When our finances are in the right place, it seems the rest of life is manageable. Knowing that we are covered financially and prepared for a rainy day is such a great feeling. Budgeting can be challenging and confusing, but with a few useful apps and some self-control, the process can be made a lot easier.

Smartphone Myths Debunked

Smartphones have been around now for a while, and there have come to be “rules” that smartphone users live and swear by that are, in fact, myths. Here are a few of the more popular myths surrounding smartphones and why they should be debunked.

Charging- There are a couple of different myths when it comes to charging our devices, maybe even a few you swear by as a smartphone user. Two of the most prominent include overcharging your device and only charging when the battery goes completely dead, both of which no longer hold much weight. Older devices with older generations of lithium-ion batteries could run hot causing them to overheat and, in some cases, explode, but newer phones, chargers, and batteries have been redesigned with this in mind to help prevent overheating. Though it is never a good idea to leave your device on the charger excessively as some degradation does exist, it isn’t sufficient enough to be noticeable.

Only using the provided charger- Though your device’s manual highly recommends you use the charger provided, it is okay to use a different USB charger. Of course, you probably do not want to use a charger that doesn’t exactly fit or seems a little sketchy, but other than that it is okay to use an off-brand charger that fits properly to your device. There can be a discrepancy in charging times between different chargers, but using one that did not come with your phone is okay and should not affect your device.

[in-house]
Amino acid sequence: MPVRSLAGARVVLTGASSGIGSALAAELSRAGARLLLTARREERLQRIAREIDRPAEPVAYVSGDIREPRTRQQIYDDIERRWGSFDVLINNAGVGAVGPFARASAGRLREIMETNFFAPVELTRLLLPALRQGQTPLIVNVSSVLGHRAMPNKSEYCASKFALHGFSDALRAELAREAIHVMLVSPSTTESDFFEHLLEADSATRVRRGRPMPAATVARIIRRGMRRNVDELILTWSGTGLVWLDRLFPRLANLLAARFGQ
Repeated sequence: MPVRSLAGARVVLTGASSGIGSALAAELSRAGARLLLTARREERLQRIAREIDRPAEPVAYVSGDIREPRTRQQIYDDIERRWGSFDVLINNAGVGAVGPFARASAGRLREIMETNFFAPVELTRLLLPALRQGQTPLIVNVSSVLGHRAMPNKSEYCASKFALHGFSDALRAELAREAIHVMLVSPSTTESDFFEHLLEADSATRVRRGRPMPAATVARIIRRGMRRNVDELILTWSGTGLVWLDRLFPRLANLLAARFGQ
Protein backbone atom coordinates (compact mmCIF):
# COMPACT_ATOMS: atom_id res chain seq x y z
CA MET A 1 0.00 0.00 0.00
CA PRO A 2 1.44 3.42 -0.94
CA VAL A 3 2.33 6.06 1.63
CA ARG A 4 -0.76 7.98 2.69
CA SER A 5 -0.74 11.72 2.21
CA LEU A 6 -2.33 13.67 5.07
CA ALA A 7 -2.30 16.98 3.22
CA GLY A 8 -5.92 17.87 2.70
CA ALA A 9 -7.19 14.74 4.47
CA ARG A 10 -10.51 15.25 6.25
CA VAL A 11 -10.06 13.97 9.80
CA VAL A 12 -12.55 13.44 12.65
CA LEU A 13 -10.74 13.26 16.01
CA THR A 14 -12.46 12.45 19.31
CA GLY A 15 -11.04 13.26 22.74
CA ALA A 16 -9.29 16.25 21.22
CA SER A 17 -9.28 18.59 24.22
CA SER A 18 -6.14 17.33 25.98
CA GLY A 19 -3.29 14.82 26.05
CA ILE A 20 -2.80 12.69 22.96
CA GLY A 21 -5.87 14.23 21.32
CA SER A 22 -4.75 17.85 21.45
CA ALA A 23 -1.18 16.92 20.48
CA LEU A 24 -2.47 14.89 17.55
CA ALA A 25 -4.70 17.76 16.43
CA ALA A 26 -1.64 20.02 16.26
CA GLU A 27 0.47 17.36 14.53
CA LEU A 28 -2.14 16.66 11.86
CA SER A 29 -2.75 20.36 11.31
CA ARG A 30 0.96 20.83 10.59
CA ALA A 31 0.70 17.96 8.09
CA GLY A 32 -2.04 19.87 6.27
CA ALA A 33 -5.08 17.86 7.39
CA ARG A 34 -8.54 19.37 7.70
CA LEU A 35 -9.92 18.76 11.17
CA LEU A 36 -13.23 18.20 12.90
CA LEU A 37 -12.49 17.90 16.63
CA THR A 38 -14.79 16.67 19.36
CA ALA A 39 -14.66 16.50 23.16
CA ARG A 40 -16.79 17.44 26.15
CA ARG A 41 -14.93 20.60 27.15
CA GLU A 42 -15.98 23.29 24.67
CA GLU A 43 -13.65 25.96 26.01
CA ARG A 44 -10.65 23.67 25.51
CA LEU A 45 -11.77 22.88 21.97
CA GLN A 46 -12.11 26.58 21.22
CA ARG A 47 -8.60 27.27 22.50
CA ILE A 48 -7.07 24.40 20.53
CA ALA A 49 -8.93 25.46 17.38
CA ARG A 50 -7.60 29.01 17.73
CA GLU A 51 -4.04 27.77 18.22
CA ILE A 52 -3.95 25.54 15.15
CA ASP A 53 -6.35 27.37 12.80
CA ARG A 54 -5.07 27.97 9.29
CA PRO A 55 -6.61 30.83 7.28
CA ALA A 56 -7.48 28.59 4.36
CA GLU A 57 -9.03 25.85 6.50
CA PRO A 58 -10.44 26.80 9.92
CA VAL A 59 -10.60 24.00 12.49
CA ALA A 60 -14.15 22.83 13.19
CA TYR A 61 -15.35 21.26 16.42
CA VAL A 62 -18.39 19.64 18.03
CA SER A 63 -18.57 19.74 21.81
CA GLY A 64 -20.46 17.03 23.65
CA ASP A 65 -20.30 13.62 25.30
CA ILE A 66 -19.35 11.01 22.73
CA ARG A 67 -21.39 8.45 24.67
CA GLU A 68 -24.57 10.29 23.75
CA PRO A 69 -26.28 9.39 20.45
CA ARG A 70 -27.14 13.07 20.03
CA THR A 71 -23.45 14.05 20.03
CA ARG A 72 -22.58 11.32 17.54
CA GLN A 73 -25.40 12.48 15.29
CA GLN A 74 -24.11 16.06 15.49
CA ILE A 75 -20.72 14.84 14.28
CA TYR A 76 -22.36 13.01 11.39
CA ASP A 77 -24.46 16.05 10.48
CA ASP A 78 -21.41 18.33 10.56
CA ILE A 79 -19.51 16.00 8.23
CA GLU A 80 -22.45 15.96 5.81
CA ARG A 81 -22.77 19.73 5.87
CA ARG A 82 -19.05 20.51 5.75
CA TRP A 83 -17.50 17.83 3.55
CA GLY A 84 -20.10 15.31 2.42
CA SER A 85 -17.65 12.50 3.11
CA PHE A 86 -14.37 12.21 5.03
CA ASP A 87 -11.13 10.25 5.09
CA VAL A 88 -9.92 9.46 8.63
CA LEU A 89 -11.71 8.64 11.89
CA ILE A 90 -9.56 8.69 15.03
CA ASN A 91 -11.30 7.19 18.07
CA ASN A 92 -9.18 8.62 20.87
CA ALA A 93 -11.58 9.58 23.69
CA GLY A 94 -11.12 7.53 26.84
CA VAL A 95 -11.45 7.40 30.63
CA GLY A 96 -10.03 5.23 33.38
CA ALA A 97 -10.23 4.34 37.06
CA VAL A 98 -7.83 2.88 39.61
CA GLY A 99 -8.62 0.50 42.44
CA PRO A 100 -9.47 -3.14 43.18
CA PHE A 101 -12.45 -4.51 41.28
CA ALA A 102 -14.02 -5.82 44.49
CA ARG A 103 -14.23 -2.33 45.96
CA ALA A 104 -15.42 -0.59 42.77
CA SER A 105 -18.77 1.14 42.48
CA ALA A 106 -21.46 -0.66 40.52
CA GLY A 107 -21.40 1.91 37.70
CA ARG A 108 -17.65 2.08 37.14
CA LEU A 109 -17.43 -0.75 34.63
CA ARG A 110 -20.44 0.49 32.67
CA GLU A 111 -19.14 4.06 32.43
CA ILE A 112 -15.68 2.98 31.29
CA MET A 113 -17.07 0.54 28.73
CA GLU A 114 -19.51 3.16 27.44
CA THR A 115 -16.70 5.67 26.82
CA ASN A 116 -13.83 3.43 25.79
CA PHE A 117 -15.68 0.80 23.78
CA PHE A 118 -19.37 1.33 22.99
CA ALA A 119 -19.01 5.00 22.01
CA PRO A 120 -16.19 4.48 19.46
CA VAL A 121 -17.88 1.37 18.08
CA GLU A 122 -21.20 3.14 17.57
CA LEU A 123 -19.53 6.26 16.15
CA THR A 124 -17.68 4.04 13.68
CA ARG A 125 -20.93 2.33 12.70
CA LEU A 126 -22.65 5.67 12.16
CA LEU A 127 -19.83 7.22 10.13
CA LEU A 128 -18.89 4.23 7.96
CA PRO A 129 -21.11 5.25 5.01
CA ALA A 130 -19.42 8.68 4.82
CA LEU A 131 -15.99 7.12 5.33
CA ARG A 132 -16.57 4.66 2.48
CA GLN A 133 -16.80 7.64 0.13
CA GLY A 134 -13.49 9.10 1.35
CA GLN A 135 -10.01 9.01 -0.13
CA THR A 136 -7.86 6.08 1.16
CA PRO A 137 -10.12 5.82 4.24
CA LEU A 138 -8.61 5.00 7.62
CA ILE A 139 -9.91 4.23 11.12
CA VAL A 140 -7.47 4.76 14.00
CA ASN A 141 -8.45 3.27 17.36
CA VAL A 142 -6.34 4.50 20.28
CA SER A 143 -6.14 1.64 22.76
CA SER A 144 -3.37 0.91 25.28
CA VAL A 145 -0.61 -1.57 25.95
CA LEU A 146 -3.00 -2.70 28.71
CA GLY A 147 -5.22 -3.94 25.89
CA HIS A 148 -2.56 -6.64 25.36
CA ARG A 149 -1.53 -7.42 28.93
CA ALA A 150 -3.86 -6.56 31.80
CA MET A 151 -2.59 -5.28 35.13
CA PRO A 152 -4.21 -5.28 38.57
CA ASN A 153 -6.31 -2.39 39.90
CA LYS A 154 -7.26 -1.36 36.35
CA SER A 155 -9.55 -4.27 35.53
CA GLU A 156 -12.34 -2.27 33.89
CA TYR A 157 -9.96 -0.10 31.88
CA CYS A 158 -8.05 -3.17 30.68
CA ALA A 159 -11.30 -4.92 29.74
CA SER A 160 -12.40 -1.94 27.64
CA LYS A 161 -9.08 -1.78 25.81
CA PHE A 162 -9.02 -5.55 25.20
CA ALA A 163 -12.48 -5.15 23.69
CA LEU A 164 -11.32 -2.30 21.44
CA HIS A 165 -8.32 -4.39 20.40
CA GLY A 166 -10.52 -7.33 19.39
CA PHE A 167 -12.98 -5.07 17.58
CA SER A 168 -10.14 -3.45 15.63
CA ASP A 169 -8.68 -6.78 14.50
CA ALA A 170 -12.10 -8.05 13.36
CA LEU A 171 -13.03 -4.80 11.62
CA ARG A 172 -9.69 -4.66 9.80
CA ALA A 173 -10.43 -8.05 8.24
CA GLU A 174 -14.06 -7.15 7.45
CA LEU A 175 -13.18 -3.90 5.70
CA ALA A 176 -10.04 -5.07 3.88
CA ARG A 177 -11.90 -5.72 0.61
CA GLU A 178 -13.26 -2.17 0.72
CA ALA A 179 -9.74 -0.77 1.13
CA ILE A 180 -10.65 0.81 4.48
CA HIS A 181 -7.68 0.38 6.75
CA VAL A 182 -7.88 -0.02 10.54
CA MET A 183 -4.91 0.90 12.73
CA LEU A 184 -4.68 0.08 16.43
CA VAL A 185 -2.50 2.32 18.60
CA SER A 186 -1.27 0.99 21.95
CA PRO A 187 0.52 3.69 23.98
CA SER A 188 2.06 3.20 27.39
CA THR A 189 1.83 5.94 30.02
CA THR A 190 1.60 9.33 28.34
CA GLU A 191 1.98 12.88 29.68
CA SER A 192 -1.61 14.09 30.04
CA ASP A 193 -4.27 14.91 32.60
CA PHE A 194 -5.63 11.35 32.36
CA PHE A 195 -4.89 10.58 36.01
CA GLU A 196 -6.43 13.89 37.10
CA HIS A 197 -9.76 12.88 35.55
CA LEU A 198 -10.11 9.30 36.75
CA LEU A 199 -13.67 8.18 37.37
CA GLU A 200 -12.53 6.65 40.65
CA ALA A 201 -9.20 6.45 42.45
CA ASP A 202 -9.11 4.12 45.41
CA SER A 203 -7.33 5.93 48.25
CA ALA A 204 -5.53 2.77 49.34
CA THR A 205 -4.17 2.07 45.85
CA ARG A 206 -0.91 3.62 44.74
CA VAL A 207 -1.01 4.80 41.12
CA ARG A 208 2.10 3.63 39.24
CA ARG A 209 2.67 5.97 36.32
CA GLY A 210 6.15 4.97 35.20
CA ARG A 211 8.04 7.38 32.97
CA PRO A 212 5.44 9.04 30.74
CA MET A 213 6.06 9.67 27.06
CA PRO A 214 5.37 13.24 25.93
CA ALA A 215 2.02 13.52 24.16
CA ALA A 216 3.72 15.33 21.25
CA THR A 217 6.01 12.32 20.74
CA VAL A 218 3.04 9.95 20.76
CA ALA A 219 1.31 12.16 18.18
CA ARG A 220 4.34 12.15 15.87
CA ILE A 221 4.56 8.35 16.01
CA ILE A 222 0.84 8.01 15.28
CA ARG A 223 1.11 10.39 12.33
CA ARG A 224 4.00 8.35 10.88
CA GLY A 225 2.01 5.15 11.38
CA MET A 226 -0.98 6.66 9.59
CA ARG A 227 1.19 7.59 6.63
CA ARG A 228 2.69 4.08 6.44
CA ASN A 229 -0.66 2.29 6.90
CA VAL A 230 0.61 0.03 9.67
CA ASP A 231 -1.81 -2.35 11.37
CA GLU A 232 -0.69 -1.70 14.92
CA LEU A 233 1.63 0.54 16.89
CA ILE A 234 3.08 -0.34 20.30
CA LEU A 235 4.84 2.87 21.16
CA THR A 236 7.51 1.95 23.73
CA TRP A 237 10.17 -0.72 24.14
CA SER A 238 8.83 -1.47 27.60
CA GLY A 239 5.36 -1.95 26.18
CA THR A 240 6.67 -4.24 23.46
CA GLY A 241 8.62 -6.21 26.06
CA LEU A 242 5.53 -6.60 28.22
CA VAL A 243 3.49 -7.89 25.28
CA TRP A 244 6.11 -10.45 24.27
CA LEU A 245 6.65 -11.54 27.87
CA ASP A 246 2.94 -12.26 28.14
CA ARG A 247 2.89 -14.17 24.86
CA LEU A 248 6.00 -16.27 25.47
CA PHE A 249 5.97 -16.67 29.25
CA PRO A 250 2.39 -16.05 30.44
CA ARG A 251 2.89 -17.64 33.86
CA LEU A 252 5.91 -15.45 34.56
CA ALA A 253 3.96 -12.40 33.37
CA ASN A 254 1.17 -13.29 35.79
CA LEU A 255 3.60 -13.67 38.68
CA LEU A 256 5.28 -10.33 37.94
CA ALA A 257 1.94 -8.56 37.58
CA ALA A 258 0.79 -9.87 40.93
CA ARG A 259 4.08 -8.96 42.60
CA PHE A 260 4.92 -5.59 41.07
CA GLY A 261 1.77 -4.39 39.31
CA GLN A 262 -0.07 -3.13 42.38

Anything running in Background- We’ve all read, heard or believed that “anything running in the background is going to kill your battery life!” In actuality, once you leave an app, setting, or window, they freeze and take up very little energy and do not continue to suck the life out of your battery, on the contrary opening all the screens and apps to close them does cost you some power. If you’re a little particular, like me, you will probably continue to do this anyways. Let’s face it; some habits are hard to break. Either way, apps or anything running in the background isn’t sucking up as much power as we’ve been led to believe.

TIP: One of the most significant battery drainers could be your screen, to keep your battery life on point try turning down the brightness on your screen by accessing your display settings in your tools. Also, avoiding large video files or steaming while trying to conserve battery is a good idea.